I have just achieved one of my ambitions as an early literacy specialist – helping to bring into being several little board books for babies and toddlers in all of our 11 official languages.
You may ask why on earth babies and toddlers should get books when they can’t even talk yet, and how can it matter what language to use when the babies obviously can’t even read?
Here’s why I think it matters – enormously.
Apart from food and shelter, babies thrive on the social and personal contact of cuddles and communication, and both happen comfortably in the arms of someone special like their mama. When this includes being invited to explore bright eye-catching images, and the special person starts making funny noises with you and rhyming and jiggling and pointing and tickling, it’s baby heaven!
At this stage, babies care about pleasure and coziness, not about books. But when it all happens again and again, they realise they’re onto something significant and start asking for books.
More! and again! are often among the first words of babies in literate homes. Slowly a growing awareness that the substance of what is being shared relates to your own life…the hen in the yard goes cluck cluck, and look, here’s a hen and how funny, Mama is clucking, maybe I’ll cluck too!
Before she knows it, Mama is telling stories, and her toddler is “being” the chicken and Mama is (the undignified hen) laying the eggs. Or she’s locked up and her three-year-old is a magician casting a spell on her so she has to read another story!
This is not “just play”. It’s the wondrous and extraordinarily powerful beginning of symbolic behaviour, which underlies, among other things, literacy development.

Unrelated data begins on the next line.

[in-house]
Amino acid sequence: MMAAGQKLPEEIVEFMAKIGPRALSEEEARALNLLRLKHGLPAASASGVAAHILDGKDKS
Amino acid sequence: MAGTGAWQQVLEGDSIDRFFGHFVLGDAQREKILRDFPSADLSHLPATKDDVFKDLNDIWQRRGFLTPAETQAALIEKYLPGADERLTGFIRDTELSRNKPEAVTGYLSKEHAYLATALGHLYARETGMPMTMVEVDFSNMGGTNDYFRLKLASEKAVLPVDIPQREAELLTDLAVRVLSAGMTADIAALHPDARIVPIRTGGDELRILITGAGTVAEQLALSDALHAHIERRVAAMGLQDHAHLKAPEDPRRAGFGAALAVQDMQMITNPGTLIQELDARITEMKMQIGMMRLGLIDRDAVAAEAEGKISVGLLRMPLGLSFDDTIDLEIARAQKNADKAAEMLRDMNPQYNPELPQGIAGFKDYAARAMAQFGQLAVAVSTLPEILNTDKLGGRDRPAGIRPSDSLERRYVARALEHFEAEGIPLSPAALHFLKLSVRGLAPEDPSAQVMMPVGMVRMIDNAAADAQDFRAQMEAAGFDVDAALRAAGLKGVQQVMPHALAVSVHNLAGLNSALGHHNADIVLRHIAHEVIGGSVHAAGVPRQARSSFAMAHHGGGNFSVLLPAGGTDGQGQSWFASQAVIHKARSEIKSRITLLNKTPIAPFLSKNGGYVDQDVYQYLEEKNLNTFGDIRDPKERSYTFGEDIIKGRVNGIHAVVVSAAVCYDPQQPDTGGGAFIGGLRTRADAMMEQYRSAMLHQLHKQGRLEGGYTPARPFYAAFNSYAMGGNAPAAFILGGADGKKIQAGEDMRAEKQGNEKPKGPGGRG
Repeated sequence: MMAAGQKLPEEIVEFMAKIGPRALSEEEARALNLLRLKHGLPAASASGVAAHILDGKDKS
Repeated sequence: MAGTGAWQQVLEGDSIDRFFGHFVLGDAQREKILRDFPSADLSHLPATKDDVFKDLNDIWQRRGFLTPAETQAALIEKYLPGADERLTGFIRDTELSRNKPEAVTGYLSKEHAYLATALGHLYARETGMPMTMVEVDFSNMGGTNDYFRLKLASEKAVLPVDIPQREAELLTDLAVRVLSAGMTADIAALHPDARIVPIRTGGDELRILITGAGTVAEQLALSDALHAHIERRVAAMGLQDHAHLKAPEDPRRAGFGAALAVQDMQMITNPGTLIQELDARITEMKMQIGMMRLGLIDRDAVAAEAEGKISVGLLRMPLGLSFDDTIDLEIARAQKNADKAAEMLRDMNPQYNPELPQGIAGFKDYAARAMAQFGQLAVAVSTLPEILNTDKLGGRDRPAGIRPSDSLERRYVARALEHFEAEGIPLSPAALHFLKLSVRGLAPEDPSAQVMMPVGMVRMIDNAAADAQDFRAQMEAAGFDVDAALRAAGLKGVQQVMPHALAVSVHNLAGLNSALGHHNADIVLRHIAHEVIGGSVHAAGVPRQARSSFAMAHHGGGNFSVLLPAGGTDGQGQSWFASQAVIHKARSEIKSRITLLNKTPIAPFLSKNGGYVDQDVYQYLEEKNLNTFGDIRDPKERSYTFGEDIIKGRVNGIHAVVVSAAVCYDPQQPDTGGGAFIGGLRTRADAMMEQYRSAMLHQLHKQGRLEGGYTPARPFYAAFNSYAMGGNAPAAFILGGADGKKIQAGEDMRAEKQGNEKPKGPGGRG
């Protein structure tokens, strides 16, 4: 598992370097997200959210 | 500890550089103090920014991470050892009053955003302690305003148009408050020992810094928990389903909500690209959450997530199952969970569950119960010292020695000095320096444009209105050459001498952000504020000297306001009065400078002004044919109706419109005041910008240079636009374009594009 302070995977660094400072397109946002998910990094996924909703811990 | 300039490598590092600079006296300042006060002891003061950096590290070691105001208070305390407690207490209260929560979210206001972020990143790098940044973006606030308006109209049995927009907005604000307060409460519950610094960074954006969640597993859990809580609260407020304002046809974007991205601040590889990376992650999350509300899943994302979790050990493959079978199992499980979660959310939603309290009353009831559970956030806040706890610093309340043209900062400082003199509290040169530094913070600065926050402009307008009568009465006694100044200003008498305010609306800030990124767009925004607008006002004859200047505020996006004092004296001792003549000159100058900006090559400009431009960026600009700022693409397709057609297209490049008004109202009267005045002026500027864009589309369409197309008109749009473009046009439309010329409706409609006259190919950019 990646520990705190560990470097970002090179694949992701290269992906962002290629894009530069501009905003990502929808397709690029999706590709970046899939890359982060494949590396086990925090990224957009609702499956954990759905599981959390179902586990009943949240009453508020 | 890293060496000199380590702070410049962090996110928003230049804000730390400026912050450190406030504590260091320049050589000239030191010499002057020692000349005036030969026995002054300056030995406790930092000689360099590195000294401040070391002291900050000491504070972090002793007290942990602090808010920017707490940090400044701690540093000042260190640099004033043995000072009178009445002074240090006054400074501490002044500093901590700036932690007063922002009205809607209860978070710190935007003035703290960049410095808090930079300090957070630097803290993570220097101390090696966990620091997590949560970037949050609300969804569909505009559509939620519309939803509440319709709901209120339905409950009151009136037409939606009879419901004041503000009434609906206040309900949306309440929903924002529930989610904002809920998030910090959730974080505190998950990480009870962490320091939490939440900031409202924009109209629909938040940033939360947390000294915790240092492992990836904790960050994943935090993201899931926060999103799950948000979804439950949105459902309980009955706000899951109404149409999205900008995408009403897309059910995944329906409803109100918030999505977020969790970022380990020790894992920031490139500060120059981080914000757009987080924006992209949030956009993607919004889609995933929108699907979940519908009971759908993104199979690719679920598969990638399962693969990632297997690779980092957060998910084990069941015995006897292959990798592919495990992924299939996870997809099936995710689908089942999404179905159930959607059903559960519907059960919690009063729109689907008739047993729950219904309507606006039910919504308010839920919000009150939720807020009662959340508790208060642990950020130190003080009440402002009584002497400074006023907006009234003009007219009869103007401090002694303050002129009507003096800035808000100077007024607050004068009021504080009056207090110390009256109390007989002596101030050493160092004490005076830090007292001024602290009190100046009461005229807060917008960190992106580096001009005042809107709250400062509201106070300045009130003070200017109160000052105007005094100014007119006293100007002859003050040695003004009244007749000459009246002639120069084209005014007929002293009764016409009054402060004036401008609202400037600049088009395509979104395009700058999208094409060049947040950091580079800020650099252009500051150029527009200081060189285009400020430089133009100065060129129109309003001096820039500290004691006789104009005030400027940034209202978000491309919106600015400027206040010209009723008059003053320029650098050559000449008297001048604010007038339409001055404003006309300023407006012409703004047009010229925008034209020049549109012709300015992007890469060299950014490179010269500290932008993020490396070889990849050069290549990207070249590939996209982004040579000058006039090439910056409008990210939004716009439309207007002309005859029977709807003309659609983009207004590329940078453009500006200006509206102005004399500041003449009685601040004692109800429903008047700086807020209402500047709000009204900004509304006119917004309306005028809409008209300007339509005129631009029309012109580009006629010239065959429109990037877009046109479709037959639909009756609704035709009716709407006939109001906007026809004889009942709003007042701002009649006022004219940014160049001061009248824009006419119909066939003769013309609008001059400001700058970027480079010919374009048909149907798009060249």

(These marks are called letters and they “say” hen, and hen “stands for” our clucking hen in the yard and this image around which we are having such a nice time! And now this stick “stands for” my magic wand which I will use to pretend to cast a spell on you).
Young children who enter primary school with minds full of ideas and thoughts relating to and growing out of the complexity of language, themes, quandaries and imagery of good stories are the lucky ones because it is the understanding, knowledge and questions they bring to a text and the personal connections they are able to make, that brings the text to life.
How could all of this magic happen in a foreign language? We all know about the masses of children who can decode well, but who don’t know what they are “reading”.
From earliest interactions, being read to and reading is about making meaning, and both children and adults set out to do this. What would the point be if we didn’t?
So initial print explorations are best experienced in home languages. Not only are these early informal and playful encounters stored and accessed as emotional tags that mark reading as pleasurable, they also lead to awareness and knowledge about print.
Many a toddler has swelled the hearts of amazed parents by recognising letters and words, without even being taught. This is significant, of course, but it is in authentic relationships with stories, mediated by a special person, that bring about engagement of the heart and the mind.
Which is why I say, bring on the stories, and bring on the books for babies!
Carole Bloch is the director of the Project for the Study of Alternative Education in South Africa (PRAESA) – a co-initiating partner of the Nal’ibali reading-for-enjoyment initiative; trustee of The Little Hands Trust; a writer for young children and an early literacy specialist who helps make children’s early learning days inspiring and memorable.